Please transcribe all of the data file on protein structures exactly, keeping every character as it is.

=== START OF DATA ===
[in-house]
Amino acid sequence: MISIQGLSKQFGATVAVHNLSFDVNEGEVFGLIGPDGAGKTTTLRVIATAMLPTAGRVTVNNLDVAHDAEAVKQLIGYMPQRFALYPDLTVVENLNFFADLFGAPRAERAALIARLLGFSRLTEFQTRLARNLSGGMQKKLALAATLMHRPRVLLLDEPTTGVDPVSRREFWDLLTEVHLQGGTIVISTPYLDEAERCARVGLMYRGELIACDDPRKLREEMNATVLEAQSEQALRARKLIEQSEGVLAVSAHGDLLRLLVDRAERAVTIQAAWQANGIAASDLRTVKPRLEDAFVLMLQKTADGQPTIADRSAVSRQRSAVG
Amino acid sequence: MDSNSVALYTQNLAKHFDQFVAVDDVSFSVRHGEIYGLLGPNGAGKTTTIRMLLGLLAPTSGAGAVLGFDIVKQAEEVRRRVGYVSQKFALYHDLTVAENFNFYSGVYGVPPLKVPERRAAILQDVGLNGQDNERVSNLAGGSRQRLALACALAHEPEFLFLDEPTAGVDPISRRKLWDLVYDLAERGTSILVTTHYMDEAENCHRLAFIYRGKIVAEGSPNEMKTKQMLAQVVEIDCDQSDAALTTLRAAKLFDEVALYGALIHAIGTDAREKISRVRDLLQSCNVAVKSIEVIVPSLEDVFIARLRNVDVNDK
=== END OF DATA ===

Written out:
[in-house]
Amino acid sequence: MISIQGLSKQFGATVAVHNLSFDVNEGEVFGLIGPDGAGKTTTLRVIATAMLPTAGRVTVNNLDVAHDAEAVKQLIGYMPQRFALYPDLTVVENLNFFADLFGAPRAERAALIARLLGFSRLTEFQTRLARNLSGGMQKKLALAATLMHRPRVLLLDEPTTGVDPVSRREFWDLLTEVHLQGGTIVISTPYLDEAERCARVGLMYRGELIACDDPRKLREEMNATVLEAQSEQALRARKLIEQSEGVLAVSAHGDLLRLLVDRAERAVTIQAAWQANGIAASDLRTVKPRLEDAFVLMLQKTADGQPTIADRSAVSRQRSAVG
Amino acid sequence: MDSNSVALYTQNLAKHFDQFVAVDDVSFSVRHGEIYGLLGPNGAGKTTTIRMLLGLLAPTSGAGAVLGFDIVKQAEEVRRRVGYVSQKFALYHDLTVAENFNFYSGVYGVPPLKVPERRAAILQDVGLNGQDNERVSNLAGGSRQRLALACALAHEPEFLFLDEPTAGVDPISRRKLWDLVYDLAERGTSILVTTHYMDEAENCHRLAFIYRGKIVAEGSPNEMKTKQMLAQVVEIDCDQSDAALTTLRAAKLFDEVALYGALIHAIGTDAREKISRVRDLLQSCNVAVKSIEVIVPSLEDVFIARLRNVDVNDK